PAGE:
How are other insurers handling no claims bonuses?

We asked Aviva, Axa and Admiral and they all confirmed no change had been made if there is no third-party liable for damage to a car. 

While some, including Aviva, will allow drivers to protect their bonus if they are in an accident with an uninsured driver who can be identified, there are no allowances for things such as vandalism or pothole damage.

A spokesperson for Aviva said: ‘Currently if you make a claim and there isn’t a liable third-party where a full recovery can be made, then it will affect your NCD if it’s not protected. The only items where NCD is not affected are glass claims, claims for emergency treatment fees and replacement locks.

‘There is also the uninsured driver promise, so you won’t lose your NCD or excess if hit by an identifiable uninsured driver who was to blame.’

What is the benefit of a no claims bonus?

The bonus is a record of the number of years in which a claim hasn’t been made, and a discount is available on the next year’s premium based on the number of years the bonus has been held for. 

It’s a reward for the customer, as they get a discount on future premiums, and it saves the insurer money by not having to deal with the claim.

When a claim is made and your insurer pays out a sum of money, all or at least some of the bonus is usually lost. In some instances if a driver is found not to be at fault, they may be able to keep their bonus intact.

Will my insurance premium rise if I make a claim?

The change from LV and Direct Line will benefit new and existing customers if they are involved in a car accident and there is no third-party liable for damage to a car.

However, this shouldn’t be a reason for making more claims as this could push up your car insurance premioums.

When you apply for a new insurance policy, or you renew your current policy, the insurer will look at your history to see if any claims have been made.

If you have made a claim this may push up your premium because by making a claim you could be deemed as a riskier driver than someone who has never made a claim.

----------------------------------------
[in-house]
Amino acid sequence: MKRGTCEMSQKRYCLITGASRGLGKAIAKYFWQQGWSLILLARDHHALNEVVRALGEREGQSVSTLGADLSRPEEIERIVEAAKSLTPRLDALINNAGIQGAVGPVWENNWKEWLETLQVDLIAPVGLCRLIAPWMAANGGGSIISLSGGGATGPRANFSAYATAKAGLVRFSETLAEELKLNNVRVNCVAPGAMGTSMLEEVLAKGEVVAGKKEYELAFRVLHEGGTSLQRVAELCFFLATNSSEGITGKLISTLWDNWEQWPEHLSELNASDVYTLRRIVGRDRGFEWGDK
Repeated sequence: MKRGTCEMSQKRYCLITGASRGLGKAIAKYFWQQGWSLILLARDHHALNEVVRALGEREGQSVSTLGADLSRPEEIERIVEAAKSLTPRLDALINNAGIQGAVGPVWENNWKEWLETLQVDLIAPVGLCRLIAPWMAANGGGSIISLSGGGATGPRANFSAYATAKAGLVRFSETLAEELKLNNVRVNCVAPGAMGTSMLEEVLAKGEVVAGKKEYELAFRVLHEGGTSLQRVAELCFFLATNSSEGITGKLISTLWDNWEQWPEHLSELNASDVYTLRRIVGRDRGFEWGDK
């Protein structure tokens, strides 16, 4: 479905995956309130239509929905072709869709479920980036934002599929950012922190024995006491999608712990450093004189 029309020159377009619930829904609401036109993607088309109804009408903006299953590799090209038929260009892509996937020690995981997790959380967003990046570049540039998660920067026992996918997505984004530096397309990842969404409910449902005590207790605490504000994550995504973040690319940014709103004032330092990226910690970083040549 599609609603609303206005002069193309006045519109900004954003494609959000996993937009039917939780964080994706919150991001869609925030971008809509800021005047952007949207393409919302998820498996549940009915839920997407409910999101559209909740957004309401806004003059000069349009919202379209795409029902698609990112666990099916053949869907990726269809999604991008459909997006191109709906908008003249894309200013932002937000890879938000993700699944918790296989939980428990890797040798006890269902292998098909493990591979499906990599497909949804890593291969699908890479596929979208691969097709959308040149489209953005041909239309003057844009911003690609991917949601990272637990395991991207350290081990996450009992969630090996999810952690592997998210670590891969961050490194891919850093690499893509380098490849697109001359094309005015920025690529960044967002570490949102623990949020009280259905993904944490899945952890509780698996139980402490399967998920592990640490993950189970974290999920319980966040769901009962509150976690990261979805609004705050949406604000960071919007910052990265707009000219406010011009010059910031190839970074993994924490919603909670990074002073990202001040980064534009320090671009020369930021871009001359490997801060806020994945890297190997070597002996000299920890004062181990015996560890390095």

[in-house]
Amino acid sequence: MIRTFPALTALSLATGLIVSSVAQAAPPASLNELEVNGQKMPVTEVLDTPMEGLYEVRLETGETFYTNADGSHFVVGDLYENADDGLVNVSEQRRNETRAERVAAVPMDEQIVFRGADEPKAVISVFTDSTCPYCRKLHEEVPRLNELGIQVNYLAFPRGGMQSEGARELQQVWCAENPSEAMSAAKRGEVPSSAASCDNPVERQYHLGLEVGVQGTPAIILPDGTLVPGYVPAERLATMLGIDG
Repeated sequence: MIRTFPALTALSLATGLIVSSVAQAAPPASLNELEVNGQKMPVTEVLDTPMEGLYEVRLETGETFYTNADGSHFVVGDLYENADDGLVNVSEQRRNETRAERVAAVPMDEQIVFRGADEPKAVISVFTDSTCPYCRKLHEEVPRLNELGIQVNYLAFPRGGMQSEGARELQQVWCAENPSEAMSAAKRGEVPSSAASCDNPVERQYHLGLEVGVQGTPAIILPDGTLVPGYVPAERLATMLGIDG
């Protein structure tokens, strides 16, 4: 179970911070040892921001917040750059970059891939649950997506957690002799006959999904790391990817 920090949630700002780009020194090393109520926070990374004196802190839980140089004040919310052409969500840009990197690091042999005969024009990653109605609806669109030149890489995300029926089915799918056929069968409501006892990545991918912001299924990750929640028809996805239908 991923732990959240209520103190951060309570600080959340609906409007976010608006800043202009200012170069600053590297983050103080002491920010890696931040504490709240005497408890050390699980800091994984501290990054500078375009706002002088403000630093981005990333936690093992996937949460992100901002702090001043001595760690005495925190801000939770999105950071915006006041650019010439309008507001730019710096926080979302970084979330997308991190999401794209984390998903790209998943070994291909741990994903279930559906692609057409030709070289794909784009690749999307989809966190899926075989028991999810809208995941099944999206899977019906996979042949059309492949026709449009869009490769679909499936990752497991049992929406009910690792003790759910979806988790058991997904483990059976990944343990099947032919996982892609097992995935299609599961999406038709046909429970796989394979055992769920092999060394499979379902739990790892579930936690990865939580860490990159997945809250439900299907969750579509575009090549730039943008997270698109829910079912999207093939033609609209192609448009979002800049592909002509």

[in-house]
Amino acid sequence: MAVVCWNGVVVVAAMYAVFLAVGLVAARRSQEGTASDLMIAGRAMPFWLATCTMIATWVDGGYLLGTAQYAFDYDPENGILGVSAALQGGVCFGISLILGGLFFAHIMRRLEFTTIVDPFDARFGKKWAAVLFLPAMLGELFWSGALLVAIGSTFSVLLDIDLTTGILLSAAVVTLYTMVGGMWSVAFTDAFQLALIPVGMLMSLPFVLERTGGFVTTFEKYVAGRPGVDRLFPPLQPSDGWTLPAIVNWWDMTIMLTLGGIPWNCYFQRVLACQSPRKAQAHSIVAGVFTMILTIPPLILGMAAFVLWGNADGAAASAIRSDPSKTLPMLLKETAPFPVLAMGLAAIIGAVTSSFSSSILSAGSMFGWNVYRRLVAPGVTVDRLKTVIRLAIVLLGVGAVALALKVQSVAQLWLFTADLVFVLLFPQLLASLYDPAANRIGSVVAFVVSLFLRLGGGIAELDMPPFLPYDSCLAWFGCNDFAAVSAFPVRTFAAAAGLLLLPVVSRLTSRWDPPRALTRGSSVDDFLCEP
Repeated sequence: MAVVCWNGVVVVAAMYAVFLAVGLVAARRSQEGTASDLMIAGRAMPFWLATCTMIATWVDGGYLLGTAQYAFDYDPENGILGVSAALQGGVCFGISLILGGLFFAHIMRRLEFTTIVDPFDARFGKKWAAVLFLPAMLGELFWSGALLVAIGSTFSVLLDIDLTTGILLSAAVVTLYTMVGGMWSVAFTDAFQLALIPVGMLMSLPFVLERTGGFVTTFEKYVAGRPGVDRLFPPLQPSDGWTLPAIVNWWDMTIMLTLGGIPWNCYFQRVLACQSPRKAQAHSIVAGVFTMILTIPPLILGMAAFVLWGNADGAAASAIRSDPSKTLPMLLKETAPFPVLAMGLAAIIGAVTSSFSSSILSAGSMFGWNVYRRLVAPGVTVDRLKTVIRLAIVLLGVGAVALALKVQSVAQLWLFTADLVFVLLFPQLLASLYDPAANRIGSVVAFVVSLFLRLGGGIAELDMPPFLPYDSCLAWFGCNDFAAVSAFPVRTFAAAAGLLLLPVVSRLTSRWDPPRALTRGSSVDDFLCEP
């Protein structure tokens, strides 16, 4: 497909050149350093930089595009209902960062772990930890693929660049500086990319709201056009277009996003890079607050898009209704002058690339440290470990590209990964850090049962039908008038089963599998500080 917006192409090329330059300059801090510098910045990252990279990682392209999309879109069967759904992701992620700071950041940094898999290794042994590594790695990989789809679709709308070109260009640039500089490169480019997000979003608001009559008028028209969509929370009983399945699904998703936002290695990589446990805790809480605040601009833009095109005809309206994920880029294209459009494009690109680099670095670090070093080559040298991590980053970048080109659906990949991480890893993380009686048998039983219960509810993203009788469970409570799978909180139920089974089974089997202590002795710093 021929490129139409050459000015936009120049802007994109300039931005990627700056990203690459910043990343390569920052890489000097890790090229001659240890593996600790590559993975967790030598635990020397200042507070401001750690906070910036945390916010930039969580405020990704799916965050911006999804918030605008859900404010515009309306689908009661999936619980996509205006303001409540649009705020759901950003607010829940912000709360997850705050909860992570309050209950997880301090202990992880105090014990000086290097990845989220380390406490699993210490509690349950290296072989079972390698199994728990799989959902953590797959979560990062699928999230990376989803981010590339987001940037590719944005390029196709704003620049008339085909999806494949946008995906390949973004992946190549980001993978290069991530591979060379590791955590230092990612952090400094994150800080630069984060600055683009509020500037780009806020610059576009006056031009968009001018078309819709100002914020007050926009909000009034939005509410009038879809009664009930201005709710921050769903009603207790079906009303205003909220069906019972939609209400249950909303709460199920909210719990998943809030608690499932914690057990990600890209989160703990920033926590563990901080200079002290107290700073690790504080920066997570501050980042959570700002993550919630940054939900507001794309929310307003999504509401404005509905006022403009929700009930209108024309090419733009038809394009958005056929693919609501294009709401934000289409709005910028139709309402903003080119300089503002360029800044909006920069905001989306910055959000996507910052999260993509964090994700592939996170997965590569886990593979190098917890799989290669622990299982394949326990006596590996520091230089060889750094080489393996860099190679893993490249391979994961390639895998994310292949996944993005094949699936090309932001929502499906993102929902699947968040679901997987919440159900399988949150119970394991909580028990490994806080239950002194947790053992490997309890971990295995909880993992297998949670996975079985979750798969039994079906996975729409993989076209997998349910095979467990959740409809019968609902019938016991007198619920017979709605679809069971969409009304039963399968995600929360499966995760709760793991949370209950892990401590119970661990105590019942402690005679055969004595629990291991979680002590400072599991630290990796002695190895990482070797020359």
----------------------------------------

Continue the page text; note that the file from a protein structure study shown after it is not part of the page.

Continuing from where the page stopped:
However, this can also happen if you’ve not made a claim. Insurers often ask if you’ve had an accident and not made a claim because if this has been the case it could still make you look like more of a riskier driver which could push up your premium.

Dr Matthew Connell, director of policy and public affairs at the Chartered Insurance Institute, explains: ‘Your basic premium is calculated based on how risky the insurer thinks you are. Your no claims bonus is a discount that is then applied to that premium. So it is possible that your premium may go up if you claim, and you are therefore considered a higher risk, even though the no claim bonus stays the same. 

‘There is an advantage in keeping your no claims bonus – it gets you a discount that other customers don’t necessarily qualify for – but it does not guarantee that your premium won’t go up.’

Is it worth switching insurers in order to benefit from the change?

There are a wide-range of things to look at when it comes to insurance and you should consider them all, rather than relying on these perks as a reason to switch insurers.

The price of insurance tends to rise if you remain with the same insurer so it’s always worth shopping around when you come to renewal to see if you can get a better deal elsewhere.

Switching insurers won’t affect your no claims bonus either, because you can ask your current insurer for evidence of it and take this to the new insurer in order to get a discount.